China just wants K-Pop

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China just wants K-Pop


K-Pop group BESTie performs in a concert hall in Beijing for the 29th Golden Disk Awards in 2015. [KIM JIN-KYUNG]

South Korean soap stars are unlikely geopolitical pawns. But with the Chinese government furious over South Korea’s decision to host a U.S. anti-missile battery on its soil, that’s exactly what they’re becoming. In the past week, public appearances by Korean television and music stars have been postponed and even canceled in China, while shares in some of South Korea’s biggest entertainment companies have sunk over fears that the country’s cultural exports are now in the line of fire.

The threat is real. Hallyu, a blanket term for South Korea’s wildly popular film, television and music products, has become an economic and cultural juggernaut in East Asia. Last year, exports of South Korean culture surged by 13.2 percent, accounting for tens of thousands of jobs, even as the country’s total exports declined by 8 percent. The benefits don’t flow just to the studios, either: In 2014, one popular Korean soap generated nearly $500 million in economic activity, including through tourism and cosmetic sales (the lipstick favored by the lead female character was particularly popular). Nobody is buying more — or watching more — than the hundreds of millions of rabid Hallyu fans in China. And despite their government’s best efforts, they’re unlikely to change channels.

The sheer intensity of Chinese enthusiasm for Hallyu is difficult to exaggerate. In April, a new episode of “Descendants of the Sun,” a military-themed melodrama, rang up 2.3 billion Chinese views in just two days. For weeks, Chinese social media was overwhelmed by discussion of the show, while the traditional news media reported on all kinds of related manias, including a fan who (allegedly) nearly went blind binge watching the series. The situation became so extreme that China’s Ministry of Public Security warned that watching Korean dramas could lead to divorce, legal troubles and gratuitous plastic surgery (a distraught Chinese husband evidently sought out face work after his wife fell for a Hallyu actor).

To an extent, all this enthusiasm is by South Korean design. In the 1990s, as the Korean government sought to diversify its economy beyond manufacturing, entertainment became a favored vehicle. Ever since, upward of 1 percent of the government’s hefty budget has been spent on culture.

South Korea also has one major advantage over China in the culture business: Its creative class isn’t subject to censorship. In China, television has been obsessed with two politically safe subjects — historic dramas set during the imperial dynasties and World War II — for three decades. Though there are exceptions, the writing tends to be awful, the characters wooden and the production values poor. Even a casual viewer can sense the difference when a Hallyu drama comes on the air. The production is first-rate, the scripts are extremely well written and the subject matter (typically family dramas and romance) are relatable.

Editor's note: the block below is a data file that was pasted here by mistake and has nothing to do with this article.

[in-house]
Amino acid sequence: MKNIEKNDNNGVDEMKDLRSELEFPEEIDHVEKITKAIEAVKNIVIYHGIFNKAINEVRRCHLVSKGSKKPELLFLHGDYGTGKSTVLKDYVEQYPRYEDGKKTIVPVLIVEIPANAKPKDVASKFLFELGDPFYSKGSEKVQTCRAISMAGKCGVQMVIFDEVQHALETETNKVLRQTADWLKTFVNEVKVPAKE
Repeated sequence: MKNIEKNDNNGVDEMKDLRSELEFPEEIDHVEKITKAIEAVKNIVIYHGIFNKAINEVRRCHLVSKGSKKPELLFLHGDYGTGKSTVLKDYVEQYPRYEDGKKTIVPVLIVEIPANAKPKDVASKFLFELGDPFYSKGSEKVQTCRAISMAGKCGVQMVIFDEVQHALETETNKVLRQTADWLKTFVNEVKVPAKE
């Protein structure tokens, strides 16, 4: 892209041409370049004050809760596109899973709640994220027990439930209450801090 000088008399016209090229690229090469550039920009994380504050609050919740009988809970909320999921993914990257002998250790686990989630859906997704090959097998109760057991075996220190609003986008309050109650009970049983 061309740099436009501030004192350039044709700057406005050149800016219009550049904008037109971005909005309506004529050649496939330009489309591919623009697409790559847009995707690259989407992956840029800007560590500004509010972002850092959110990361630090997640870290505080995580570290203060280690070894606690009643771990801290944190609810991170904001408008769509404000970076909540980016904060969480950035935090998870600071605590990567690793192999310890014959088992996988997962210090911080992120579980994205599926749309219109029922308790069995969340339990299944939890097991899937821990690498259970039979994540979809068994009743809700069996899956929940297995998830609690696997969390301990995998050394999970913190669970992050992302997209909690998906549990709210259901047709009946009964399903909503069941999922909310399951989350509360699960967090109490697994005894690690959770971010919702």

But more important, the Hallyu shows are quite skillful at expressing the values of contemporary South Korean and Chinese society, including respect for traditional gender roles and an enthusiastic materialism. One of the most significant is the belief that social class determines character — and social class can be bought. Unsurprisingly, Cinderella stories, in which a rich “prince” transforms the life of a hard-working (and beautiful) middle-class girl, are among the most enduring Hallyu tropes. Likewise, K-pop, the energetic musical genre that’s crossed over into China, eschews the transgressive elements of Western pop music for a more wholesome image that plays well in East Asia.

This hasn’t gone unnoticed in Beijing. In 2014, Wang Qishan, China’s feared anti-corruption czar, outed himself as a casual viewer of Korean dramas at a National People’s Congress meeting (he’s also rumored to be a “House of Cards” fan). “The core and spirit of Korean dramas is the exact sublimation of Chinese traditional culture,” he told the meeting. Meanwhile, China’s most influential military newspaper has praised “Descendants of the Sun” as an ideal advertisement for conscription — one that should be copied.

All of which suggests that China’s retaliatory strike against South Korean soaps is likely to be limited. South Korean culture speaks Chinese values and aspirations in a way that much modern Chinese entertainment simply can’t. Cutting off access to it — even in the heat of a diplomatic spat — would only highlight how unsuccessful China has been in fostering homegrown competition and voices. In the war for Chinese hearts and minds, South Korean soap stars are clearly the winners.

*The author is a Bloomberg View columnist. He is the author of “Junkyard Planet: Travels in the Billion-Dollar Trash Trade.”

Adam Minter
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